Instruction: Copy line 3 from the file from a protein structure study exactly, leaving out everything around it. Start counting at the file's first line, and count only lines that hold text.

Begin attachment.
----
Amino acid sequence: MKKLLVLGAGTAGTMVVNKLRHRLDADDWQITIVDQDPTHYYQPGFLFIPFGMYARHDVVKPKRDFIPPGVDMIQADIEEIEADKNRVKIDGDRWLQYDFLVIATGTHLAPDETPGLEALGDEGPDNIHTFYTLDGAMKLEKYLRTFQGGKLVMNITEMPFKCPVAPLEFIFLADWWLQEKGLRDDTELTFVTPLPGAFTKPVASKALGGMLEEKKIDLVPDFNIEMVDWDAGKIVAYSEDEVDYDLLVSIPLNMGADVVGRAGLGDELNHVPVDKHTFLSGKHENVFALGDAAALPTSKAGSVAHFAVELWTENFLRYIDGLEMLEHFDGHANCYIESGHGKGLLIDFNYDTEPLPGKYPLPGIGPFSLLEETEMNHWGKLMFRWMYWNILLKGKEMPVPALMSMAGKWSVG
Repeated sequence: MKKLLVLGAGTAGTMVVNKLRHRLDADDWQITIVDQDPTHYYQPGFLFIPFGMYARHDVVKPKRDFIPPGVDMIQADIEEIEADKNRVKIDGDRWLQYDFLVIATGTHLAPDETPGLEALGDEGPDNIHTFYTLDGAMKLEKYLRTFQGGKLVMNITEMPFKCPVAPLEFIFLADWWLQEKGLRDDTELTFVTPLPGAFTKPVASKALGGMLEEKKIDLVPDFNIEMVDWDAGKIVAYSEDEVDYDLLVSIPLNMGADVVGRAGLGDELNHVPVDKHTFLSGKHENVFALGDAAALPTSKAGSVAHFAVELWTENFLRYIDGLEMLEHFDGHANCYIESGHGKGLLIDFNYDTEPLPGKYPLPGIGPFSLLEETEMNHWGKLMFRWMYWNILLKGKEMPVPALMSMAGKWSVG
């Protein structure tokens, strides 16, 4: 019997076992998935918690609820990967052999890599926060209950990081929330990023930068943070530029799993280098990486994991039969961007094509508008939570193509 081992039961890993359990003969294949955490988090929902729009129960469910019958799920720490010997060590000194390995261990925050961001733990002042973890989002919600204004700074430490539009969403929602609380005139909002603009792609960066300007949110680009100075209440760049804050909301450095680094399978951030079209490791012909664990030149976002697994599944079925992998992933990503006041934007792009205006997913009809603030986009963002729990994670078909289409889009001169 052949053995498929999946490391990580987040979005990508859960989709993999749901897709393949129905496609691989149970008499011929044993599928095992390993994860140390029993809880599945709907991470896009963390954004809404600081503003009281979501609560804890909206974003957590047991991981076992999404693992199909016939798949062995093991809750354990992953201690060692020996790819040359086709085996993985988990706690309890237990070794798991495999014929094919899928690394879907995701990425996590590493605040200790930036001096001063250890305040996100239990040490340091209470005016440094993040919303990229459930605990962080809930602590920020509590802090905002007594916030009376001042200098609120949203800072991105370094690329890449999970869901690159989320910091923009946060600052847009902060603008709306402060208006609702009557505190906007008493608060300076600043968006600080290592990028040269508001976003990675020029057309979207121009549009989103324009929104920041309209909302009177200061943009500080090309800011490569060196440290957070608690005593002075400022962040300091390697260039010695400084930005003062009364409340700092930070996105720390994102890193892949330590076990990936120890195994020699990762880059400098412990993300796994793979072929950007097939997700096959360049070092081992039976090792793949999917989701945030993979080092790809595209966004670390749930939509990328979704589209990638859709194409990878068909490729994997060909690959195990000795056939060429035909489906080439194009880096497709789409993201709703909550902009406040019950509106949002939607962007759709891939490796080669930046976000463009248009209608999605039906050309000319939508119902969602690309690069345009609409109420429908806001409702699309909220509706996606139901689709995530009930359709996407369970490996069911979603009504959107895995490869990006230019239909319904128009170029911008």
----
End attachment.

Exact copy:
């Protein structure tokens, strides 16, 4: 019997076992998935918690609820990967052999890599926060209950990081929330990023930068943070530029799993280098990486994991039969961007094509508008939570193509 081992039961890993359990003969294949955490988090929902729009129960469910019958799920720490010997060590000194390995261990925050961001733990002042973890989002919600204004700074430490539009969403929602609380005139909002603009792609960066300007949110680009100075209440760049804050909301450095680094399978951030079209490791012909664990030149976002697994599944079925992998992933990503006041934007792009205006997913009809603030986009963002729990994670078909289409889009001169 052949053995498929999946490391990580987040979005990508859960989709993999749901897709393949129905496609691989149970008499011929044993599928095992390993994860140390029993809880599945709907991470896009963390954004809404600081503003009281979501609560804890909206974003957590047991991981076992999404693992199909016939798949062995093991809750354990992953201690060692020996790819040359086709085996993985988990706690309890237990070794798991495999014929094919899928690394879907995701990425996590590493605040200790930036001096001063250890305040996100239990040490340091209470005016440094993040919303990229459930605990962080809930602590920020509590802090905002007594916030009376001042200098609120949203800072991105370094690329890449999970869901690159989320910091923009946060600052847009902060603008709306402060208006609702009557505190906007008493608060300076600043968006600080290592990028040269508001976003990675020029057309979207121009549009989103324009929104920041309209909302009177200061943009500080090309800011490569060196440290957070608690005593002075400022962040300091390697260039010695400084930005003062009364409340700092930070996105720390994102890193892949330590076990990936120890195994020699990762880059400098412990993300796994793979072929950007097939997700096959360049070092081992039976090792793949999917989701945030993979080092790809595209966004670390749930939509990328979704589209990638859709194409990878068909490729994997060909690959195990000795056939060429035909489906080439194009880096497709789409993201709703909550902009406040019950509106949002939607962007759709891939490796080669930046976000463009248009209608999605039906050309000319939508119902969602690309690069345009609409109420429908806001409702699309909220509706996606139901689709995530009930359709996407369970490996069911979603009504959107895995490869990006230019239909319904128009170029911008």